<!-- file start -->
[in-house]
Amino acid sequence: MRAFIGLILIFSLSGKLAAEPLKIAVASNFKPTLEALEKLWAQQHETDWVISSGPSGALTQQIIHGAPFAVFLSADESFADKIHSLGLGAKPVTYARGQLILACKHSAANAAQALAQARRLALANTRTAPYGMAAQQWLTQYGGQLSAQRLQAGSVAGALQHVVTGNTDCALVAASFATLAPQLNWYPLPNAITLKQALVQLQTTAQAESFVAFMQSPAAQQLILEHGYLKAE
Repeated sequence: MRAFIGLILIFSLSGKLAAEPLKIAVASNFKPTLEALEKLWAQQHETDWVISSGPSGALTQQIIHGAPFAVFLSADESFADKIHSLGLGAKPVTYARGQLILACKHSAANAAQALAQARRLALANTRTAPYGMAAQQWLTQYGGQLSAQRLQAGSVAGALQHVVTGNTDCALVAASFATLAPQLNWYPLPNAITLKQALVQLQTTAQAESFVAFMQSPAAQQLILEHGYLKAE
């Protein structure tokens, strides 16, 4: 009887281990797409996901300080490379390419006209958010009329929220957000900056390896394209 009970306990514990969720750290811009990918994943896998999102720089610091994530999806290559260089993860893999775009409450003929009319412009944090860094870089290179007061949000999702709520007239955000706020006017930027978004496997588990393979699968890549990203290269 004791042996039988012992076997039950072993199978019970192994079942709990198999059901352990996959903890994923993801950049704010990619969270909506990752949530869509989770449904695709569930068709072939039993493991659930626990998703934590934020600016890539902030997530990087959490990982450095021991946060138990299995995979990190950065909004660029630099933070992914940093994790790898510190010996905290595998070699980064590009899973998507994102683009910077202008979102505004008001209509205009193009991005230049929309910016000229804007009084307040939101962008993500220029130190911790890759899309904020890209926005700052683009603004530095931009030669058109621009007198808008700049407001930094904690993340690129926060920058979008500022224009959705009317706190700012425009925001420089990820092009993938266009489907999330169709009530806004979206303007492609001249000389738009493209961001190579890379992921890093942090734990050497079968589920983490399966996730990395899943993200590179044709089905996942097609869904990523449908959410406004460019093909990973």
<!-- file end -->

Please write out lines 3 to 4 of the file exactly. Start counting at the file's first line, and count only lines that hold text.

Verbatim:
Repeated sequence: MRAFIGLILIFSLSGKLAAEPLKIAVASNFKPTLEALEKLWAQQHETDWVISSGPSGALTQQIIHGAPFAVFLSADESFADKIHSLGLGAKPVTYARGQLILACKHSAANAAQALAQARRLALANTRTAPYGMAAQQWLTQYGGQLSAQRLQAGSVAGALQHVVTGNTDCALVAASFATLAPQLNWYPLPNAITLKQALVQLQTTAQAESFVAFMQSPAAQQLILEHGYLKAE
């Protein structure tokens, strides 16, 4: 009887281990797409996901300080490379390419006209958010009329929220957000900056390896394209 009970306990514990969720750290811009990918994943896998999102720089610091994530999806290559260089993860893999775009409450003929009319412009944090860094870089290179007061949000999702709520007239955000706020006017930027978004496997588990393979699968890549990203290269 004791042996039988012992076997039950072993199978019970192994079942709990198999059901352990996959903890994923993801950049704010990619969270909506990752949530869509989770449904695709569930068709072939039993493991659930626990998703934590934020600016890539902030997530990087959490990982450095021991946060138990299995995979990190950065909004660029630099933070992914940093994790790898510190010996905290595998070699980064590009899973998507994102683009910077202008979102505004008001209509205009193009991005230049929309910016000229804007009084307040939101962008993500220029130190911790890759899309904020890209926005700052683009603004530095931009030669058109621009007198808008700049407001930094904690993340690129926060920058979008500022224009959705009317706190700012425009925001420089990820092009993938266009489907999330169709009530806004979206303007492609001249000389738009493209961001190579890379992921890093942090734990050497079968589920983490399966996730990395899943993200590179044709089905996942097609869904990523449908959410406004460019093909990973």